Monte Carlo Masters: Seventh heaven for Rafael Nadal

Rafael Nadal seals his seventh consecutive Monte Carlo Masters title with 6-4 7-5 win over David Ferrer

Marianne Bevis
By Marianne Bevis
rafael nadal
Rafael Nadal has now equalled Bjorn Borg's tally of 30 clay-court titles Photo: Marianne Bevis

rafael nadal

It was an all-Spanish final for the second year in a row at 2011’s first clay court Masters, but that fact paled into insignificance alongside the records embodied by one of the finalists.

Rafael Nadal was playing in his 40th match in his seventh consecutive Monte Carlo final, and he had lost only one of those matches before -in the third round of first appearance in 2003, aged just 16.

Since then, Nadal had faced an illustrious string of opponents in an unbroken sequence of title matches -Guillermo Coria, Roger Federer (three times), Novak Djokovic and, last year, Fernando Verdasco -and had beaten them all.

In what was Nadal’s 27th Masters final -playing for his 19th title -he once again faced a Spanish No2, an honour held on this occasion by David Ferrer.

The No4 seed Ferrer was appearing in only his second Masters final, and in the first, last year in Rome, he was beaten by this same opponent. Only a superhuman effort from the 29-year-old would have any impact on the towering master of clay that is Nadal.

But if there was one player who could deliver such a superhuman effort, it was Ferrer, one of the fittest, most tenacious, committed and hard-working players on the tour.

He also happened to be enjoying some of the best form of his career, and recently climbed to a 30-month high of No6 in the rankings.

With titles in Auckland and Acapulco, Ferrer came to the Monte Carlo final on a 9-0 match-winning streak on clay and had lost just 17 games and no sets on his way through the draw.

So could he find his very best? And, more to the point, would Nadal be affected by the three hours he battled against Andy Murray the day before?

Ferrer opened nervously, rather as he had against Melzer in his semi, but he managed to hold from deuce with two good volleys. Then he quickly brought his flat angled backhand into play to win two break chances on Nadal’s opening serve.

Nadal, too, managed to hold and Ferrer, pushing a bit too hard on his own serve, was the first to be broken.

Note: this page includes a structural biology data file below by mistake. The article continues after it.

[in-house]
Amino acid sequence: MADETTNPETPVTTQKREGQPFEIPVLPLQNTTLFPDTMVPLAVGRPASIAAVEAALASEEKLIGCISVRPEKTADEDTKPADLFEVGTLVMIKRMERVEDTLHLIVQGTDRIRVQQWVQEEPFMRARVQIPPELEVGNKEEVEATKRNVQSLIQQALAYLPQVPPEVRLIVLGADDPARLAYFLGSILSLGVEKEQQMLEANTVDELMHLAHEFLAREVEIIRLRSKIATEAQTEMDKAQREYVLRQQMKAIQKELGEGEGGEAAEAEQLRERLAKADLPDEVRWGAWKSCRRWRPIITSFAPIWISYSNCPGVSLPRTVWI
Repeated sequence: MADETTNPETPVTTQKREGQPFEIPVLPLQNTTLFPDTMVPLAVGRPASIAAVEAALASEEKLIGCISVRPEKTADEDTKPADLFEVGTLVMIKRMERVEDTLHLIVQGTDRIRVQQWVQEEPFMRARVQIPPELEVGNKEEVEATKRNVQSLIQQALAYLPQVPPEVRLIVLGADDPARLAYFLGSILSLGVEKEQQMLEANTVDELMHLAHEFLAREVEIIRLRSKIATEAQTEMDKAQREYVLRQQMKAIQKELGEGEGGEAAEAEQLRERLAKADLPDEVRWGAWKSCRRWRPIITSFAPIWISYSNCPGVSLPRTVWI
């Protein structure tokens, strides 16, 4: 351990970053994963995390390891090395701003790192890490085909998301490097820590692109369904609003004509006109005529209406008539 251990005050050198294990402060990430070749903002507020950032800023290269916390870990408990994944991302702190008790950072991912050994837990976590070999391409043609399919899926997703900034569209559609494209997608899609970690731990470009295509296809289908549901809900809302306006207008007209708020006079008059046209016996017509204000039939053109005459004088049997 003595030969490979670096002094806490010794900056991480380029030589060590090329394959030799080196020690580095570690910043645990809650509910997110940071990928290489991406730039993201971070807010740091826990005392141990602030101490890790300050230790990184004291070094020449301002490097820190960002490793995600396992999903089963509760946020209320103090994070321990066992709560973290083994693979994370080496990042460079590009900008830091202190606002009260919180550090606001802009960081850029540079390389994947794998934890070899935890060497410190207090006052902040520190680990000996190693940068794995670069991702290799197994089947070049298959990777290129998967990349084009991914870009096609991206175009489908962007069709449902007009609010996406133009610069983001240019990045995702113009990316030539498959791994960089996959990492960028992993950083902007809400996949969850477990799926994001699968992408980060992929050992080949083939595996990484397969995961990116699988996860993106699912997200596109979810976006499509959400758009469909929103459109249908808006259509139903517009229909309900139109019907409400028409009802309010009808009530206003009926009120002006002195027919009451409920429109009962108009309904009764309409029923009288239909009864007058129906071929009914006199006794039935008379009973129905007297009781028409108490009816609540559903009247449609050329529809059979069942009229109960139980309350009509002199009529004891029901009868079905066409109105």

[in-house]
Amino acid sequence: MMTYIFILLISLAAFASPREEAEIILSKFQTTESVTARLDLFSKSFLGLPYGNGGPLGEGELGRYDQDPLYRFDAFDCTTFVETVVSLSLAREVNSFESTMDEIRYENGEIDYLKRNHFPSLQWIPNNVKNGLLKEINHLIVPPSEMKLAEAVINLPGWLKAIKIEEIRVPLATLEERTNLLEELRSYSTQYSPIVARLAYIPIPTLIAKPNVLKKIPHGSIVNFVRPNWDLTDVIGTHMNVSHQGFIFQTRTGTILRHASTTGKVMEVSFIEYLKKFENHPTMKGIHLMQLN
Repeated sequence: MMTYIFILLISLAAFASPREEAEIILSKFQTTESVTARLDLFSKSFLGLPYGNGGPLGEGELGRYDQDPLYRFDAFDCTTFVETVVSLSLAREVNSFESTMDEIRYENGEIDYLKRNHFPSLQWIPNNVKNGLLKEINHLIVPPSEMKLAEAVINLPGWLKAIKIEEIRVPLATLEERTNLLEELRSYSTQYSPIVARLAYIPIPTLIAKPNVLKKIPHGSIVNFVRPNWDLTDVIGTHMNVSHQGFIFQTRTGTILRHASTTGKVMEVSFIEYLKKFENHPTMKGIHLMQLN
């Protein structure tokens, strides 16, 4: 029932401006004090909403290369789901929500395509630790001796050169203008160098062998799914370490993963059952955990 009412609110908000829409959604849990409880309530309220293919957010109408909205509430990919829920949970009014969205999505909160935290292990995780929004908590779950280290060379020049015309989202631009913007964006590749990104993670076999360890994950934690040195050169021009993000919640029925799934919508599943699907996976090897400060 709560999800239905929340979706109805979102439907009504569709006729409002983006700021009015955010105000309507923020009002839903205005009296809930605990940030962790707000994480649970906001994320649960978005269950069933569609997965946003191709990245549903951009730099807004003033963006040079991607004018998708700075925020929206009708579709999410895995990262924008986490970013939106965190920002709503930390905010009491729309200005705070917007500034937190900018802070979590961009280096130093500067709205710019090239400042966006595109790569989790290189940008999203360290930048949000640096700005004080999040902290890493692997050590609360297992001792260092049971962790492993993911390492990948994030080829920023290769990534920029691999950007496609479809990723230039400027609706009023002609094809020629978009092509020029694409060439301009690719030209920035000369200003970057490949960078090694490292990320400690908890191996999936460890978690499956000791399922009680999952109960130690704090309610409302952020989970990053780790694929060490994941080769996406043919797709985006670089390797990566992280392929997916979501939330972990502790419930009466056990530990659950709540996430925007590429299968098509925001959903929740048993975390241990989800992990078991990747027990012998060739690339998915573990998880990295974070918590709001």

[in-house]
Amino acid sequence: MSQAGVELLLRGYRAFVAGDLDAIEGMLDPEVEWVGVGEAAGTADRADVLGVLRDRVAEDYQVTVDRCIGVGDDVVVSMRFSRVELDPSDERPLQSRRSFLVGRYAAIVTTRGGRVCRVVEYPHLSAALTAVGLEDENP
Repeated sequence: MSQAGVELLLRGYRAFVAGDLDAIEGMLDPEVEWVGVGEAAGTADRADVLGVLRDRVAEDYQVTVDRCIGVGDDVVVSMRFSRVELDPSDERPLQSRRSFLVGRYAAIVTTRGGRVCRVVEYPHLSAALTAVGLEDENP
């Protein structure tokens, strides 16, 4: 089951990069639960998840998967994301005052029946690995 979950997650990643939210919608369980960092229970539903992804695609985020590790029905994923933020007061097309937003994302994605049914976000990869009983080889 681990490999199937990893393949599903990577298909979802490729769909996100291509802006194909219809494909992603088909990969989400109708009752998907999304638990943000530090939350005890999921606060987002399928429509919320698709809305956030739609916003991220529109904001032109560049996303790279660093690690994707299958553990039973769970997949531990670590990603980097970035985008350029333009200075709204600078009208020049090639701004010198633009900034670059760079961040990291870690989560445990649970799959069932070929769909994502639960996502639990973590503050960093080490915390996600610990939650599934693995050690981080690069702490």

Game after game went to deuce, just as the Murray-Nadal semi had done. In the sixth game, Nadal went 0-40 down but fought for 10 minutes to eventually hold his advantage: 4-2.

There was little between the two men: both served erratically but both found moments of brilliance in their use of drop shots and occasional forays to the net. It was engrossing stuff.

Ferrer, again pushed to deuce, kept himself in rallies with Nadal-like cross-court ground strokes to hold serve. Nadal in turn needed 10-minutes to hold at 5-3: eight games, and over an hour played.

Then the tension burst over into an edgy exchange as Ferrer stepped up to serve to stay in the set. Nadal went to change his racket and was reprimanded -not for the first time -by the umpire. He nevertheless towelled himself down, scuffed the dust from the lines and looked up to see Ferrer already hitting his serve.

Nadal looked decidedly non-plussed -the two friends had, after all, shared pizza and sushi while watching Real Madrid and Barcelona the night before -but this was a timely reminder that all is fair in love and war.

The Ferrer hold only delayed the set’s conclusion, though. Nadal, finding a little extra venom on his serve after a warning for time violation from the umpire, served out 6-4.

The stats reminded Ferrer -if he needed any reminding -that his serve percentage, at just 35, was simply not up to the level needed to take advantage of a below-par Nadal. Had it been higher, Ferrer stood a real chance of pushing Nadal to a tie-break: He had equalled Nadal in winners and played significantly fewer unforced errors.

To the second set, and Nadal again pressured the Ferrer opening serve, running to a 40-0 advantage, but Ferrer held with some wonderful drop volleys and cross court drives.

However, on Ferrer’s second serve, Nadal stepped inside the base line to take a more aggressive stance than he had adopted in the first set, and injected some extra pace. Ferrer was forced into a couple of long forehands to concede the break.

Suddenly the energy on Nadal’s side seemed more potent, and he held serve to love: 3-1. But Ferrer responded with a love game of his own and he too found a bit of inspiration.

He stepped into the Nadal serve, attacked the net and seized his single break point chance. It was all square, 4-4. Ferrer continued to attack and was rewarded with a 5-4 lead after exactly two hours.

In a match of many contrasting chapters, the 11th game marked another change. Ferrer seemed suddenly overcome with nerves and, at deuce, hit a couple of shockers, one of them a forehand a metre wide, to hand the momentum to Nadal once more. The champion’s experience and superior serving ensured little further drama, and he served out to a 7-5 win.

Ferrer, a gracious loser, smiled his congratulations to his friend, and should be buoyed up by a performance that, with better serving and fewer unforced errors, may have run Nadal even closer.

The winner looked relieved. With two runners-up trophies from his last two tournaments, this was the perfect response.

It may not have produced Nadal’s cleanest tennis, but it provided a confidence-boosting first step on what is likely to be the illustrious red-dirt road to Roland Garros.

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